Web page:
Captive orcas

In the wild, orcas can dive to depths of 400m, and swim up to 160km in a single day. They live in family pods, spend most of their time well below the surface and are intelligent creatures - reacting to their complex natural environment. It is unnecessarily cruel to keep them in aquariums for our entertainment - shallow, chlorine water pools without plants or fish. Forcing them to perform like circus animals in front of noisy crowds adds to their distress. Read more about our stance on captive orcas here, and sign our petition to stop the orca circus.

Politics & boycotts

As a general rule, we don’t believe that boycotting entire countries is an effective means of campaigning for change. The only country we have ever boycotted is Burma – read more about this here. However, we do often get asked about our stance on boycotting countries for a wide number of reasons, from human rights to animal welfare. Read more about our stance on boycotts and tourism – and find out when we believe boycotting tourist attractions can work.

Local people & porters

Responsible Travel believes that any responsible holiday should benefit local people –by providing employment and training opportunities, showing appreciation and respect for traditional cultures and/or improving working conditions for porters. We support local business owners such as restaurant and accommodation providers, and believe that a truly ethical holiday can be as beneficial, if not more so, as volunteering in a community setting. Read more about our stance on people.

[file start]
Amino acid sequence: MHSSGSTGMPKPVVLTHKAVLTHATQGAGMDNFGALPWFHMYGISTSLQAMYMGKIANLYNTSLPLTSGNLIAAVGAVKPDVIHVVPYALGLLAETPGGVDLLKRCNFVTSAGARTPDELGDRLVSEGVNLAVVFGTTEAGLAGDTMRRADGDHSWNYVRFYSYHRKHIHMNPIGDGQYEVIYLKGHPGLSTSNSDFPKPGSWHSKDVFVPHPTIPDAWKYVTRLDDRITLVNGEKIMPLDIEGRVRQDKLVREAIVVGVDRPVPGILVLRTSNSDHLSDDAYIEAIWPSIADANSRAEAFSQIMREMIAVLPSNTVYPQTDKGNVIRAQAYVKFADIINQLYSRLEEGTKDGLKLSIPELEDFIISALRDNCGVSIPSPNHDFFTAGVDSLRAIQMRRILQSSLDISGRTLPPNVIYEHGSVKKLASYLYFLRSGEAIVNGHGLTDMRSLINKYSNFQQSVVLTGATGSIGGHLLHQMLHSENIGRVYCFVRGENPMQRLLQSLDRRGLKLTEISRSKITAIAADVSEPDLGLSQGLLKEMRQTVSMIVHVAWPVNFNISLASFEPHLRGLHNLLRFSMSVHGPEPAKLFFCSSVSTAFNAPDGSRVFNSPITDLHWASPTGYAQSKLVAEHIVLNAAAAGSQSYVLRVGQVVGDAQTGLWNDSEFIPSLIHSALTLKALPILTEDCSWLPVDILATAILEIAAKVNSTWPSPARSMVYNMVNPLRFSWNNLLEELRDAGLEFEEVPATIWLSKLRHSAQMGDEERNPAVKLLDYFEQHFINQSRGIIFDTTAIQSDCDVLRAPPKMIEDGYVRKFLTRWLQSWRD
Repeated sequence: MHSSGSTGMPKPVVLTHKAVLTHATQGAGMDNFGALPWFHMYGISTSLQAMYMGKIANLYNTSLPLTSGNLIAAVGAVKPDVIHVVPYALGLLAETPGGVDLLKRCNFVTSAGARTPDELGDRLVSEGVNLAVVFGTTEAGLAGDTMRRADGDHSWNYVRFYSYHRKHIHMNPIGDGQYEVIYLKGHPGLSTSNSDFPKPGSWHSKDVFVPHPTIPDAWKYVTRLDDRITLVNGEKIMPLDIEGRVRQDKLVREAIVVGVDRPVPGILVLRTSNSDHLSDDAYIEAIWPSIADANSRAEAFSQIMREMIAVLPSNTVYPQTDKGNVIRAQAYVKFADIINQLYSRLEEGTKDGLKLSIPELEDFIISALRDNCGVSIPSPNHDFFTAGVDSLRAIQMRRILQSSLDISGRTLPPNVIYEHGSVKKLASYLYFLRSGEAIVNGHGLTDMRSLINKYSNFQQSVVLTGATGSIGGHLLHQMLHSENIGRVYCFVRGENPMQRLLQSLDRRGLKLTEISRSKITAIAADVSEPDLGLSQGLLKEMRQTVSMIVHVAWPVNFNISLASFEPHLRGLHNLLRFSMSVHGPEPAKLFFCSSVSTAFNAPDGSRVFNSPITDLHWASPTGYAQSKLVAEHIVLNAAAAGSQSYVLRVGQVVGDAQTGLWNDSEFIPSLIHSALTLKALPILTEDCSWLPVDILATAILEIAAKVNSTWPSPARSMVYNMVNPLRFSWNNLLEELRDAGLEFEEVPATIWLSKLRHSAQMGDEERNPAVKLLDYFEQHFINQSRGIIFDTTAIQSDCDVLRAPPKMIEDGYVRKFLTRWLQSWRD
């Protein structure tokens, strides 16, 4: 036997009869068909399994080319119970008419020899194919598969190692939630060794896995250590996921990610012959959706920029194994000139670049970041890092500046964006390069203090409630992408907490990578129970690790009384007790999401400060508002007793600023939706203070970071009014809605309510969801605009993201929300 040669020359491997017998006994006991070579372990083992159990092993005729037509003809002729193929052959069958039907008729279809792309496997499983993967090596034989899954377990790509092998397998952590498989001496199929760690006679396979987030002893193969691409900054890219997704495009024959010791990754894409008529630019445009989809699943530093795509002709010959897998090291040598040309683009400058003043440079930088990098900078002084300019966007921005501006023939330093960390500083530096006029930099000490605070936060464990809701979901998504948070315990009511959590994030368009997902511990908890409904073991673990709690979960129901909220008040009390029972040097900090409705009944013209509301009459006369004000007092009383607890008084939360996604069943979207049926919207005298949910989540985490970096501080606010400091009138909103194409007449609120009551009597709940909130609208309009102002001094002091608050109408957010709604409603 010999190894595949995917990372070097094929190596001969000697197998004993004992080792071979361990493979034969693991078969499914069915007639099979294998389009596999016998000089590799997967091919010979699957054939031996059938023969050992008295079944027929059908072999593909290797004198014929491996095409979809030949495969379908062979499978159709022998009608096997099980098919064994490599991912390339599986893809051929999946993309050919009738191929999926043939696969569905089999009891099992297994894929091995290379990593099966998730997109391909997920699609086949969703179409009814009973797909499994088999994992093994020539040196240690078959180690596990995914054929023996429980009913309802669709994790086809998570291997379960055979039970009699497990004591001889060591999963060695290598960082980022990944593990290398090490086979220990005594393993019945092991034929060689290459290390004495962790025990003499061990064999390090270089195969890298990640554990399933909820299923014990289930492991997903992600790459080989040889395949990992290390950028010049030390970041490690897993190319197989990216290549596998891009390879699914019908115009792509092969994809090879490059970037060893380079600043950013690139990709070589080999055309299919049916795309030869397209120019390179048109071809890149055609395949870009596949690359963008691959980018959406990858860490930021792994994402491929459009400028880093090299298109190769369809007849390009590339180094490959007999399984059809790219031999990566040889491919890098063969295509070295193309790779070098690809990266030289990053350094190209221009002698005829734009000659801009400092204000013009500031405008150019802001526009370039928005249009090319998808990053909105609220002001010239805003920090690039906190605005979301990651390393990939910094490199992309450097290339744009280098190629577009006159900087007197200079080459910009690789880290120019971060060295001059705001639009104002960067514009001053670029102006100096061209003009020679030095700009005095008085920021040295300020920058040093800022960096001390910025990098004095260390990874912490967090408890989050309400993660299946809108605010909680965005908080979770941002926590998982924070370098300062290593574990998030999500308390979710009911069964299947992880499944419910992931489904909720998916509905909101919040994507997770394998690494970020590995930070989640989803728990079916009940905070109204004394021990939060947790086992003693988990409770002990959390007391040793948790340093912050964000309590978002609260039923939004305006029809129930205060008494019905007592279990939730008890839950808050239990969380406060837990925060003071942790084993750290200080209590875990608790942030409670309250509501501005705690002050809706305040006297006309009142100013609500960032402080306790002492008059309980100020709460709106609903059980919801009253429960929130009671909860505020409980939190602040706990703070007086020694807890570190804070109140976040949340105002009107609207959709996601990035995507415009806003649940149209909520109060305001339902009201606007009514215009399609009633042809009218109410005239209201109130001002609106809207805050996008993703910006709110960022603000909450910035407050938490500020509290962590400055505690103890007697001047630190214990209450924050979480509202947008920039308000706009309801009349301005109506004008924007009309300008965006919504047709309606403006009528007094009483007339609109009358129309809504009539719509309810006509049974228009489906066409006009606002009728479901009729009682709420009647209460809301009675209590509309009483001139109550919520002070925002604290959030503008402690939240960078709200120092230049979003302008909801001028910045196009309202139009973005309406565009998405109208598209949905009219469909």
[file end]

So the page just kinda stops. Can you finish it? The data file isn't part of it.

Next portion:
In 2013, Responsible Travel removed all orphanage volunteering trips from our site following extensive research and consultation with child protection groups and volunteer organisations. We had many concerns about the implications of sending travellers to work with vulnerable children, including the lack of background checks on volunteers putting children at risk. In addition, up to three quarters of children in Cambodia’s orphanages are not, in fact, orphans; the high fees paid by volunteers have made vulnerable children a commodity, with more and more “orphanages” opening in line with the number of tourists arriving in countries such as Cambodia and Nepal.